There are other issues about using an 11S chain on a 10S system that are worth discussing, however. The spacing between front chainrings has not decreased on 11S drivetrains from 10S ones, but the spacing between cogs (of course) has. Also, the spacing between plates of rear derailleur jockey-wheel cages generally decreases with each increase in number of rear cogs.

Chains for 11-speed systems are around 5.4mm wide on the outside, vs. around 5.9mm wide for 10-speed ones, so that’s 0.25mm narrower from the center of the cog tooth to the end of the chain pin on each side. That’s not enough to likely even be noticeable in any difference in how it passes through the jockey wheel cage. It will be slightly slower getting over to the next cog or chainring during a shift, but the difference in width is so small that it’s also likely not to be noticeable. If you were to run an 11-speed chain on a 9-speed or 8-speed system, however, you would likely start noticing some decreases in shifting performance.
― Lennard

Dear Lennard,
I am thinking about upgrading my Ultegra 10-speed triple system to 11-speed. Can I keep the 10-speed front chainrings and crank on the 11-speed system?
— KC

Dear KC,
Well, no, because it’s a triple crank. You can certainly use a Shimano 10-speed double crank and chainrings with Shimano 11-speed chain, derailleurs, shifters, and cassette, however.
― Lennard

Dear Lennard,
I read the article on VeloNews about compatibility between 10- and 11-speeds but it didn’t rule out my question. I have a 10-speed Shimano setup. I want to run mid-compact, but Shimano isn’t making the rings. Can I run 11-speed rings with my 10-speed setup. Everything seems to be pushing toward 11, but I have already purchased Stages, and my TT bike is also a 10-speed. So the jump is replacing two drivetrains plus wheels since the 9-speed hubs run 10 but not 11. I have successfully run 9-speed chainrings in the 10-speed TT bike but was told it would wear out the chain faster because it is wider. Wouldn’t the 11 just be a little more narrow so not strain the chain?
— Dave

Dear Dave,
The spacing between 11-speed chainring teeth centers is not narrower than on 10-speed chainrings. In some cases, it is even a bit wider on 11-speed. So your system will perform pretty much the same as it does now if you were to replace your 10-speed chainrings with 11-speed ones.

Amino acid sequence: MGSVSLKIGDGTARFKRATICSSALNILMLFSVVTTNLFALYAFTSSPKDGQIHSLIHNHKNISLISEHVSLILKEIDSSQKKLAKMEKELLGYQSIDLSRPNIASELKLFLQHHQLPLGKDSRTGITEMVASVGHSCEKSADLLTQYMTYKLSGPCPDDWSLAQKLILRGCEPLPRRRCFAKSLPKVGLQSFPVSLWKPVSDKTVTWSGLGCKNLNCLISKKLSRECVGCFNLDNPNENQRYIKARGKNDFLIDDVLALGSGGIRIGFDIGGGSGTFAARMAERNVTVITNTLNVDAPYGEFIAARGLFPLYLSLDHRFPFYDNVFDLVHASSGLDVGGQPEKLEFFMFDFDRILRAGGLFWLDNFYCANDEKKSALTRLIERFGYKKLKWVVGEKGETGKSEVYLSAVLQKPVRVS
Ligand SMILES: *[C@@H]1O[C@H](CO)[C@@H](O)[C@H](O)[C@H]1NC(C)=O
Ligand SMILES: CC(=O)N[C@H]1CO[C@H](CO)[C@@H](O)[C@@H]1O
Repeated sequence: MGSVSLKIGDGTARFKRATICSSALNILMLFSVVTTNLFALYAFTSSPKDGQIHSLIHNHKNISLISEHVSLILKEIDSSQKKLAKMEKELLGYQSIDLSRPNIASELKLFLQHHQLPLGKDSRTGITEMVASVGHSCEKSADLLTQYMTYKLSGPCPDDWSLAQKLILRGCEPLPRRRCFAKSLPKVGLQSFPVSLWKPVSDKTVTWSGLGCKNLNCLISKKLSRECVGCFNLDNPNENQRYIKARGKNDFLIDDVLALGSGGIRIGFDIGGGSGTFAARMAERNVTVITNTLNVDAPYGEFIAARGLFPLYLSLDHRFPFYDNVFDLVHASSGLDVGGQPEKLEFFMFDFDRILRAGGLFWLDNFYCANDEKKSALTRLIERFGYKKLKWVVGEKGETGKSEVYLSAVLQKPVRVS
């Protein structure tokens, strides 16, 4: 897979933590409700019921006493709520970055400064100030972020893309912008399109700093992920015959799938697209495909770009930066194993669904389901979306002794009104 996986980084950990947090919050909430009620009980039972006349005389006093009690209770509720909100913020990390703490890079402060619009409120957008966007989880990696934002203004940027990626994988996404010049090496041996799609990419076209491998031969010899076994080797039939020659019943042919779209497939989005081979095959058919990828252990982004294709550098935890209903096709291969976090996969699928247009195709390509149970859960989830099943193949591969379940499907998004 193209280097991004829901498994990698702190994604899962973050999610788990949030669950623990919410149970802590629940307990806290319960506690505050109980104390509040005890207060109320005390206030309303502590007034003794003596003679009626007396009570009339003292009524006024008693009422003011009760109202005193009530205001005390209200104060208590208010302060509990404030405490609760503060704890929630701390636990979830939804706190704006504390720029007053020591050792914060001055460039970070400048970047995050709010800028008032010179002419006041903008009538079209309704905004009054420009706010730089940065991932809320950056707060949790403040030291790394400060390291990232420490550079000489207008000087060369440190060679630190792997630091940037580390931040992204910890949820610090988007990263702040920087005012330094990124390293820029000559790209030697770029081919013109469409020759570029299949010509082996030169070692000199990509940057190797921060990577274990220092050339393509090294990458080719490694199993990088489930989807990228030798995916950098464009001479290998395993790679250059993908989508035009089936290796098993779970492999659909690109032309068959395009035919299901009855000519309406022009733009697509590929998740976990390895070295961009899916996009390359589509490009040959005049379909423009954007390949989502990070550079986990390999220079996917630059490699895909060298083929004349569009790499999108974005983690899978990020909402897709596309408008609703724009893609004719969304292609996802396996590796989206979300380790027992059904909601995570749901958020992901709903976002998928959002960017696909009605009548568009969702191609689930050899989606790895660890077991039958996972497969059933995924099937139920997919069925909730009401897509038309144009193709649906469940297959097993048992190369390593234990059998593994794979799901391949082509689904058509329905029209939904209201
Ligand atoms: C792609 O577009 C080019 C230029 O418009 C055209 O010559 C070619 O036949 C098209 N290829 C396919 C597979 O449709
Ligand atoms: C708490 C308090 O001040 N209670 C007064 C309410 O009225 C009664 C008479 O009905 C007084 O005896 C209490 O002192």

― Lennard

Dear Lennard,
Greetings from the UK. Was searching for info on the ‘net and came across your great advice in VeloNews. Hope you don’t mind me revisiting an earlier topic re: SRAM 10- and 11-speed compatibility.

I currently ride a Cannondale CAAD 8 which I upgraded to SRAM Red 10-speed and American Classic 10-speed wheels. Unfortunately, the frame has oxidized quite badly at the cable stops so it’s time for an upgrade. Anyway I have my eye on 2015 SuperSix Evo with SRAM Rival 11-speed groupset. (The deals for a complete bike are almost as good as for a frame alone!) I’d like to swap over the wheels and as much of the SRAM Red groupset as possible but wonder what might be the optimum combination that would work.

I am not sure what might be the major sticking point(s).

I don’t think I can transfer the non-BB30 SRAM Red compact 10 chainset so:

– Will the Rival 11-speed 52-36 crankset run with the 10-speed wheelset, 10-speed chain, 10-speed Red shifters, and 10-speed Red rear mech?

– Do I need to transfer the front mech (other posts suggest the Rival will work fine)?
— Ian

Dear Ian,
That crank will work fine with your system, and there is no need to change the front derailleur (mech).
― Lennard

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Lennard Zinn

Lennard Zinn

Our longtime technical writer joined VeloNews in 1987. He is also a framebuilder, a former U.S. National Team rider, and author of many bicycle books, including Zinn and the Art of Mountain Bike Maintenance and Zinn and the Art of Road Bike Maintenance, as well as Zinn and the Art of Triathlon Bikes and Zinn's Cycling Primer: Maintenance Tips and Skill Building for Cyclists. He holds a Bachelor’s degree in physics from Colorado College. Readers can send brief technical questions to Ask LZ.